Tuesday, April 6, 2010

Mumble that again?

Ben Stiller takes a time-out in Greenberg.

Noah Baumbach's Greenberg may be an awful movie, but at least it's awful in an interesting way: watching it is like watching its genre, "mumblecore," self-destruct before your eyes.

Of course you could argue that Baumbach's never been an avatar of true mumblecore, that millennial mode christened by Andrew Bujalski's sound engineer, in which aimless twentysomethings mutter and fidget over their delayed maturation for roughly 90 minutes before taking a baby step in something like the right life direction. There's not much to the mode, as you might guess from that summary, largely because it was generated by filmmakers with little money or means. Thus mumblecore is usually limited to little conversations in grad-student digs with bean bag chairs, spiced with the occasional hesitant hook-up; the biggest "crowd" scenes occur in basement clubs, in which lead characters make wan attempts at rock vocals before supportive gaggles of their friends (there's just such a scene, that reads like a gentle nod to a kabuki-like convention, in Greenberg).

Within these confines, the genre still often manages to charm in its precise character observations and accurate sense of social detail. But what it can't do is go deep, almost by definition - and this often leads mumblecore to drift through its own benign, immature haze when it comes to human nature. The gentle souls of mumblecore have their flaws and failings, of course, but these usually orbit around forgivable fears and insecurities, or at most, self-centeredness; the classic mumblecore villain is the guy who just wants to bag the lead babe without really digging her (eek!). Indeed, the title of Bujalski's second feature, Mutual Admiration, pretty much sums up the genre.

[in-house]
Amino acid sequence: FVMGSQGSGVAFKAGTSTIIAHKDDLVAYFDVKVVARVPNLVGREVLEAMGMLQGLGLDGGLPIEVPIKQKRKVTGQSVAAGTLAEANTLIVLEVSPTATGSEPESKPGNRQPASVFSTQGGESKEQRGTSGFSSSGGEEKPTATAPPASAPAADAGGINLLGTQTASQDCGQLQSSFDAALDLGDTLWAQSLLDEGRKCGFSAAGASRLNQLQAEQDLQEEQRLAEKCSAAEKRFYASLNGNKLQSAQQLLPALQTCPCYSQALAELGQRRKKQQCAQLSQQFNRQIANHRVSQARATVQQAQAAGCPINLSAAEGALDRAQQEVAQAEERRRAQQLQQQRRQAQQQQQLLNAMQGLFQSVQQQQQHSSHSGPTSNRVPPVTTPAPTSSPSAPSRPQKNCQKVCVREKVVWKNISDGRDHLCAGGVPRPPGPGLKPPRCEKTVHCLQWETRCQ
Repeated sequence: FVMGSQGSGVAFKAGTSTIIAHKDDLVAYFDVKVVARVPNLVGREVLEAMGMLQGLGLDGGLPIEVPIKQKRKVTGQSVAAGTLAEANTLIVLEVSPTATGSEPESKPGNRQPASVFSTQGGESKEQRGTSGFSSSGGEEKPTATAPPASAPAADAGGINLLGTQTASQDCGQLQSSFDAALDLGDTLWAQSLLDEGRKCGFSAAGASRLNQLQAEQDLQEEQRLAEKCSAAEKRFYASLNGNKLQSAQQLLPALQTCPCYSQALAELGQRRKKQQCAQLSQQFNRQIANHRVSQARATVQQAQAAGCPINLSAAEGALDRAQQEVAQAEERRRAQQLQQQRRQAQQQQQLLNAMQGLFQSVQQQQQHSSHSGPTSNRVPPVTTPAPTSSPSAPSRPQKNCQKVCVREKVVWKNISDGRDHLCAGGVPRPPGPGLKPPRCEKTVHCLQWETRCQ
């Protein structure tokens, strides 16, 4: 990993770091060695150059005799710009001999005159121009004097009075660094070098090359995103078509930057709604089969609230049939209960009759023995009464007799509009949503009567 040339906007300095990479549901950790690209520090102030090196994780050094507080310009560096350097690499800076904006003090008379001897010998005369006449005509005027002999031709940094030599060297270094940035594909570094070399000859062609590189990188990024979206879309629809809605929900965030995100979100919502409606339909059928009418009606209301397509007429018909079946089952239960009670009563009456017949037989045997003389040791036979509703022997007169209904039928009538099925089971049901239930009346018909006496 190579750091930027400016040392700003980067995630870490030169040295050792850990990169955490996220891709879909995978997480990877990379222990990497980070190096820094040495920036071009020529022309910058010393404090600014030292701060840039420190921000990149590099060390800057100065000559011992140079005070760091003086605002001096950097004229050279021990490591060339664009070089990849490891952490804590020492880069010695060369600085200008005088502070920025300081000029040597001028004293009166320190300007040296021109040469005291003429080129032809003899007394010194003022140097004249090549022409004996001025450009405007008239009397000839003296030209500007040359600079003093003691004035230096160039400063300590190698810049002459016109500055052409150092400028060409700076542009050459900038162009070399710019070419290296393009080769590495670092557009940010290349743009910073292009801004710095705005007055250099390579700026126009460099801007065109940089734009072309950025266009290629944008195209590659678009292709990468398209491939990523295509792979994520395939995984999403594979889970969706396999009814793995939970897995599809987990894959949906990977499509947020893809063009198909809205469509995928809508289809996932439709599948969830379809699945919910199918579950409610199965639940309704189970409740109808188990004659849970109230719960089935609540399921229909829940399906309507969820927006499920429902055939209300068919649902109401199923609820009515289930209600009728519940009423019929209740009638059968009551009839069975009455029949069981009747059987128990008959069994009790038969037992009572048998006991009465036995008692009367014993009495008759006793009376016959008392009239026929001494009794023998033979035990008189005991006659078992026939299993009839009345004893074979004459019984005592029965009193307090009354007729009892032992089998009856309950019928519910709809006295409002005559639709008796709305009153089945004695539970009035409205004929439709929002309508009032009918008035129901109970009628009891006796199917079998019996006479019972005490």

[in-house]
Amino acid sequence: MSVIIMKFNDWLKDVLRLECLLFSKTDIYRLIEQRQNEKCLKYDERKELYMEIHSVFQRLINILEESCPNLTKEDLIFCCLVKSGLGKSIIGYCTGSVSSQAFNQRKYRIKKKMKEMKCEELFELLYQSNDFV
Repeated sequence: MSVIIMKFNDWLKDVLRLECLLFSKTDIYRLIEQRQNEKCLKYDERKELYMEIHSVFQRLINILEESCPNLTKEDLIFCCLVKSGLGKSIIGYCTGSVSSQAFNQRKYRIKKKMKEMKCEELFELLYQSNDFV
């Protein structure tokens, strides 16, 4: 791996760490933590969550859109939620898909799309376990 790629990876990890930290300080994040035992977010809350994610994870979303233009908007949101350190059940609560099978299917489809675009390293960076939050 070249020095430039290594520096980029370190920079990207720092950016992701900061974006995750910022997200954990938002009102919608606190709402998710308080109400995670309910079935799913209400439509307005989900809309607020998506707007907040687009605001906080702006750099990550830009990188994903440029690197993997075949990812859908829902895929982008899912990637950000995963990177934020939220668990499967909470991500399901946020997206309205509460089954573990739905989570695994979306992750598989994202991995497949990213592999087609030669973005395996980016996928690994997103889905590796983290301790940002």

Noah Baumbach, however, has always scratched at the mild self-adulation at the core of the form; he tries to drag it toward the slightly-edgier School of Quirk founded by best bud Wes Anderson. Baumbach movies like Kicking and Screaming and The Squid and the Whale featured people who weren't all that easy to admire - they weren't merely self-absorbed, they were obvious narcissists obsessed with their own status, and weren't above lying or cheating or plagiarizing to get their own way. They actually did bad things sometimes. What kept Baumbach's films within shouting distance of mumblecore, however, was their odd sense of forgiving distance - and the sense that almost everyone in them gave as good as they got.

But the director has never brought anyone to the screen quite like the eponymous Greenberg (Ben Stiller, above), an aging (of course) narcissist knocking around the L.A. home of his equally-dyspeptic, but far more successful, brother. As was the case with the father in The Squid and the Whale, we sense that Greenberg's prickly personality serves as protection for an ego that can't really face up to reality, but this time around, there's something else kicking and screaming in the narcissistic mix, too - something colder, and nearly malicious. Of course, unlike Dad in Squid, or the entitled whiners of K&S, Greenberg is pretty obviously a failure. He led a band years ago, but it broke up (largely over his own orneriness), and since then he has suffered a vague "breakdown" after a stint in New York as a carpenter. He no longer drives, and can't even swim - two gaps that serve as both obvious metaphors and running punchlines amid the pools and freeways of L.A.